Support on whose terms? Competing meanings of support aimed at autistic people

Bertilsdotter Rosqvist, Hanna; Milton, Damien and O'Dell, Lindsay (2022). Support on whose terms? Competing meanings of support aimed at autistic people. In: Milton, Damien and Ryan, Sara eds. Routledge International Handbook of Critical Autism Studies. Routledge International Handbooks. Abingdon, Oxon: Routledge, pp. 182–193.



Commentators on the “autism wars” (Orsini 2009; Chamak 2008) illustrate the competing meanings of autism and what is required in terms of support for autistic people. Meanings have been produced as different autistic knowledges (where knowledge is produced by autistic people, such as formulated within groups of autistic self-advocates, adults and academics) and as knowledges of autism (as knowledge produced by non-autistic people, such as formulated within groups of non-autistic parents of autistic children, academics and professionals). These knowledges have competed over rights of interpretation including formulating best practice in support aimed at autistic people. In this chapter we conceptualise these claims to knowledge and rights of interpretation in terms of struggles within and between different epistemological communities for authority with a particular focus on support.

We use the conceptual tools of epistemological community and epistemic authority to think about different languages at play within epistemic communities that serve to define and produce meanings of support for autistic people. The conceptualisation of epistemic communities and epistemic authority helps us think through how meanings of support aimed at autistic people are spoken of in different support contexts and to think through positions in relation to autism, specifically in the move for autistic young people to adulthood. This analytic is useful to examine how some knowledges become shared and powerful across communities whilst others remain within a particular community.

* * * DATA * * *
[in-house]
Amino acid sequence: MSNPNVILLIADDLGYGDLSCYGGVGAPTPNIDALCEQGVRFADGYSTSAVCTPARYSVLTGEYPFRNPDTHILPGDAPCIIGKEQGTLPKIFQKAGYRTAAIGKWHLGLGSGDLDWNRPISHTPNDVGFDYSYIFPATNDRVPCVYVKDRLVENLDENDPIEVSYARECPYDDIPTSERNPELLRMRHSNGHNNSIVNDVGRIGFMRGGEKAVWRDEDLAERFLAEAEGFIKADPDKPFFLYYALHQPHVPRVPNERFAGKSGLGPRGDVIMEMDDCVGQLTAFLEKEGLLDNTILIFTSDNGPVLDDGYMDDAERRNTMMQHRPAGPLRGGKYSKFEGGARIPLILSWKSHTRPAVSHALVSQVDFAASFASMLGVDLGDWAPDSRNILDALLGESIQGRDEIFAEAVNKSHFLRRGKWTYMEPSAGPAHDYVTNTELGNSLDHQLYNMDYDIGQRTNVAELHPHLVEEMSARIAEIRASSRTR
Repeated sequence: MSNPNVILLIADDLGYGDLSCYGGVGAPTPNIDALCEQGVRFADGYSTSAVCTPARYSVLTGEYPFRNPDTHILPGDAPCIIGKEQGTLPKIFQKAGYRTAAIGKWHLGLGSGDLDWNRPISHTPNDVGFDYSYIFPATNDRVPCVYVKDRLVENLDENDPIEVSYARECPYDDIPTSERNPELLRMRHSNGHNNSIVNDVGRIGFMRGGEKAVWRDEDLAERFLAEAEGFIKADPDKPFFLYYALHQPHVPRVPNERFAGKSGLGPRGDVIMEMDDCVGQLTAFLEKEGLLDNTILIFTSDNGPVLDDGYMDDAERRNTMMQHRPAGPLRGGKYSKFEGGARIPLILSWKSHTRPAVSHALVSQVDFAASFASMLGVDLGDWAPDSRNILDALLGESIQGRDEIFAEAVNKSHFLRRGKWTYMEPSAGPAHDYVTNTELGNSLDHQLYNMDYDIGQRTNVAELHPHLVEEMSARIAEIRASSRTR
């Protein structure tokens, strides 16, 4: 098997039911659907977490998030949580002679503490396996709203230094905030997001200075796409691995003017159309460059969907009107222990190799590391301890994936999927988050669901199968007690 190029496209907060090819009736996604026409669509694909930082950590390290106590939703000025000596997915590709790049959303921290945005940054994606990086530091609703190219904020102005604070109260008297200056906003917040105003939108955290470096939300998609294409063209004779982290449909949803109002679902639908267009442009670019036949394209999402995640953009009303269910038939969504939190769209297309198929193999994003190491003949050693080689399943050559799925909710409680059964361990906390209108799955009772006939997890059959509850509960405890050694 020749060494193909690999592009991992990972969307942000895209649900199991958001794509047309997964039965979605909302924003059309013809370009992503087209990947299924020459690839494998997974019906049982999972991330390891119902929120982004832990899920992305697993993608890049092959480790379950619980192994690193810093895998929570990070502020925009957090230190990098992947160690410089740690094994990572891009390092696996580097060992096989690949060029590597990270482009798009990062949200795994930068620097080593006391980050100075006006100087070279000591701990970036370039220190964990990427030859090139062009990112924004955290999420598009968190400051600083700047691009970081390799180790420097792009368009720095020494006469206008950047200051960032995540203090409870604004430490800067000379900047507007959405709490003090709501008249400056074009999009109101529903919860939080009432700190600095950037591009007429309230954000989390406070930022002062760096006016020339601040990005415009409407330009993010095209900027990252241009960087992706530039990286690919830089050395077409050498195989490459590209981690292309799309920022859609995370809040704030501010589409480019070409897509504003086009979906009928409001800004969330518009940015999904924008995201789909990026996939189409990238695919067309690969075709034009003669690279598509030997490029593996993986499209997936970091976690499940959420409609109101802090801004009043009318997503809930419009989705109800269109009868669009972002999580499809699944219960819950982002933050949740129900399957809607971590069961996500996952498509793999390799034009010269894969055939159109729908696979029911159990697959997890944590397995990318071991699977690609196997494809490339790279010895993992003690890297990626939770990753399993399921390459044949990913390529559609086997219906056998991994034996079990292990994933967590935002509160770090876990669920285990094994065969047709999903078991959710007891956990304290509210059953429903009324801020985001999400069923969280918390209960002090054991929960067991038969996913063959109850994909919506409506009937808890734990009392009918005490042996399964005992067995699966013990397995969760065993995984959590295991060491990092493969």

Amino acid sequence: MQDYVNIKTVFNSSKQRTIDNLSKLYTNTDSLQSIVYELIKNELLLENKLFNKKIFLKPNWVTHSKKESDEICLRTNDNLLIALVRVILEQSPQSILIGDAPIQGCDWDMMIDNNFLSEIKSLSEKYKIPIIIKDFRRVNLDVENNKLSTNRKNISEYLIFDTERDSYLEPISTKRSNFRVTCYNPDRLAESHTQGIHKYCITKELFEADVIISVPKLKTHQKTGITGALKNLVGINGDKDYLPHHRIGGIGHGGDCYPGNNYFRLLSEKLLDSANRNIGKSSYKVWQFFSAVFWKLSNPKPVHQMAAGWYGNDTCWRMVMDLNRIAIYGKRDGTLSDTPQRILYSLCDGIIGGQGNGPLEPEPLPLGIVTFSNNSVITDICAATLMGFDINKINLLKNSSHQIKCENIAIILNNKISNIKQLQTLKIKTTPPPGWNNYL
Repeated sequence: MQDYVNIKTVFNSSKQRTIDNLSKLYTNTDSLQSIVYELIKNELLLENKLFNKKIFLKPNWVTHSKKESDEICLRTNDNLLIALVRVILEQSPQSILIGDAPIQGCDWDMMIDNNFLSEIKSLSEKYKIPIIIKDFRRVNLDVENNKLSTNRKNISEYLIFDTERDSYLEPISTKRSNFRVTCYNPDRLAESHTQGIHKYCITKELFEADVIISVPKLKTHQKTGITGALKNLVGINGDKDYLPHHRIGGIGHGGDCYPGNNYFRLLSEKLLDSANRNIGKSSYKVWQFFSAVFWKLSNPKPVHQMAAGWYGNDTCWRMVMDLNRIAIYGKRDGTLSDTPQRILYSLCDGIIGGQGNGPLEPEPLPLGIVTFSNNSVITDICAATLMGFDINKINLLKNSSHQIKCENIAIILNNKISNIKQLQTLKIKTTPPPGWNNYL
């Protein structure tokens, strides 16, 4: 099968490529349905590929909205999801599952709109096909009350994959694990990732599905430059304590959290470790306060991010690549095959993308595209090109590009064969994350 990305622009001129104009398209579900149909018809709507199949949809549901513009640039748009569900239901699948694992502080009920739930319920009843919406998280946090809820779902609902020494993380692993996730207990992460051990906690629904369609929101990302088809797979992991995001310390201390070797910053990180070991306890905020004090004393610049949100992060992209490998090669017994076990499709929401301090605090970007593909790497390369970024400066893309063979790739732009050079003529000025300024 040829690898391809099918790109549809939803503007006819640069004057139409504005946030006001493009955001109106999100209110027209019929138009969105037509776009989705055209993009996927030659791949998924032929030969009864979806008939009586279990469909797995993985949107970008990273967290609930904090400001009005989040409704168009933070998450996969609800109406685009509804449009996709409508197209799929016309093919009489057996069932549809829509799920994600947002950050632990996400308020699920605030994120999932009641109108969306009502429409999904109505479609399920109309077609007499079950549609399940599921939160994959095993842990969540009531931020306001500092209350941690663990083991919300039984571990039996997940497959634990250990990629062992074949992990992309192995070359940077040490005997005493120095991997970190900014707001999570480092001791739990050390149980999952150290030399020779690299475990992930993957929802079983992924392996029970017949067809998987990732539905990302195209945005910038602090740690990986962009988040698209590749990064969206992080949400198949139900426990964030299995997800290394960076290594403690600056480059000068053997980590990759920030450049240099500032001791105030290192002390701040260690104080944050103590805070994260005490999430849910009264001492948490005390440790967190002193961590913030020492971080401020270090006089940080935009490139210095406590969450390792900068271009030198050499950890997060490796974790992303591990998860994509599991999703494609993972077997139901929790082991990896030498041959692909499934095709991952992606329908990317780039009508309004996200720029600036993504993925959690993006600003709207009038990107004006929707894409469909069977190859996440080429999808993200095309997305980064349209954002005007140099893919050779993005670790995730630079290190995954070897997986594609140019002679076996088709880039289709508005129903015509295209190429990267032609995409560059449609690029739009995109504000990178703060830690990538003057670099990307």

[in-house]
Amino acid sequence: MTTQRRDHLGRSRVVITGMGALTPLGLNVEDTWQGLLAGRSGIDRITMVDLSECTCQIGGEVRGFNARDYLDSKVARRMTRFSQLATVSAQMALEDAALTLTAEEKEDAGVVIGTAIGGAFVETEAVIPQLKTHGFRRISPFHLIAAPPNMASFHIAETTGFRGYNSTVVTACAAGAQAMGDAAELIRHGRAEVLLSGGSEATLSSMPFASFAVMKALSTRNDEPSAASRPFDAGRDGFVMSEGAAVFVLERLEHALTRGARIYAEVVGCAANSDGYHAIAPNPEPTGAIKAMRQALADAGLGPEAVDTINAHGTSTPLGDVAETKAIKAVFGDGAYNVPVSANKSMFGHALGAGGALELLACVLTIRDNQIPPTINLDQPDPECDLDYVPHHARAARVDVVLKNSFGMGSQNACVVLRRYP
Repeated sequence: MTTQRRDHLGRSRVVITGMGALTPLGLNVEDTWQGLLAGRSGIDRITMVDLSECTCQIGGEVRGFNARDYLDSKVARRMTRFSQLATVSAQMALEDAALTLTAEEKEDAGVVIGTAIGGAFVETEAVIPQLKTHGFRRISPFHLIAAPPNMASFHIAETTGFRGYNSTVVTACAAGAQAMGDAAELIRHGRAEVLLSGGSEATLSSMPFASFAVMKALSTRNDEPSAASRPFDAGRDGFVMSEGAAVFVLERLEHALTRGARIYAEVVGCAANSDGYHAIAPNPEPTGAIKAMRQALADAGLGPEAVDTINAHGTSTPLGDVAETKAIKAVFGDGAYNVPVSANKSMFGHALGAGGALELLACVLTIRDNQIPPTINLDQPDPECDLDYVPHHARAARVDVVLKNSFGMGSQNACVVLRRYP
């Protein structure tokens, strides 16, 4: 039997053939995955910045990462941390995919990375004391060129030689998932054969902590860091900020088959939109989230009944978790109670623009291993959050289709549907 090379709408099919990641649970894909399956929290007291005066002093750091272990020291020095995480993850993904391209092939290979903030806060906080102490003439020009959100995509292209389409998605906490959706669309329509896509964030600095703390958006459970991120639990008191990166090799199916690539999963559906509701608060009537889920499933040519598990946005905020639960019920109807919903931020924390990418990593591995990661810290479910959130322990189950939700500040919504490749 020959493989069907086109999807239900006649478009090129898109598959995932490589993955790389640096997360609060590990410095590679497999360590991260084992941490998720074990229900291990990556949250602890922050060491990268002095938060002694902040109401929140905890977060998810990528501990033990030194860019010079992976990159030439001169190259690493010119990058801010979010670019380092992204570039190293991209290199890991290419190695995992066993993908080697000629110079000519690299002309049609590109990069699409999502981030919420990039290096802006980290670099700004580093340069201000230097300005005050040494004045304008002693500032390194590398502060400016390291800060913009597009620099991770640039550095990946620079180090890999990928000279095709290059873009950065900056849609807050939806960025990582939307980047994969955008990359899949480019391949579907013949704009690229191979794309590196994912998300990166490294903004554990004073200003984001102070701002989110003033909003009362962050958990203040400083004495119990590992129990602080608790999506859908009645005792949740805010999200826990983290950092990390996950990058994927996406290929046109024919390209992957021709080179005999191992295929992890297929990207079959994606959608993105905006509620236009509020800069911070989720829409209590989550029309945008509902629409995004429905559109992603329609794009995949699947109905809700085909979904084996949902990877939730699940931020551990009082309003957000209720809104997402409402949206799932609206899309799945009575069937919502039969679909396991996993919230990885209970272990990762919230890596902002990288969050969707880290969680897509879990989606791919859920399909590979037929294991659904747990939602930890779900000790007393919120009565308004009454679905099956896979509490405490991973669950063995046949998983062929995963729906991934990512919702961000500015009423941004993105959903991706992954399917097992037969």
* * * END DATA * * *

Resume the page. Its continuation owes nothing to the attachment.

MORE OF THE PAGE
In the following sections we identify the languages at play in the conversations about support aimed at autistic people that we have had with people representing different epistemic communities, situated in different, but in certain ways also similar, contexts. We are using ‘languages’ as a way of referencing context, both linguistic (conversations across English and Swedish) but also across autistic/non-autistic worlds and academic/practice. To illustrate our arguments, we will draw on a series of conversations we have had with each other and with others in Sweden and the UK. The discussions took place in a time when, in the UK and Sweden, counter narratives to the epistemic authority of medicalised and deficit understandings of autism were beginning to be evident in mainstream (non-autistic) discourse. Some were recorded and transcribed, others were informal. Our conversations took place in and from the perspective of different contexts: autism advocacy/activism, researcher, university based, practitioner/NGO, and also across the national contexts of Sweden and the UK. We examine how these conversations draw on different languages of autism and how these position autistic people in need of support. We are using ‘autistic people’ as a way of referring to people who identify with autism and ‘non-autistic’ people for those who do not.

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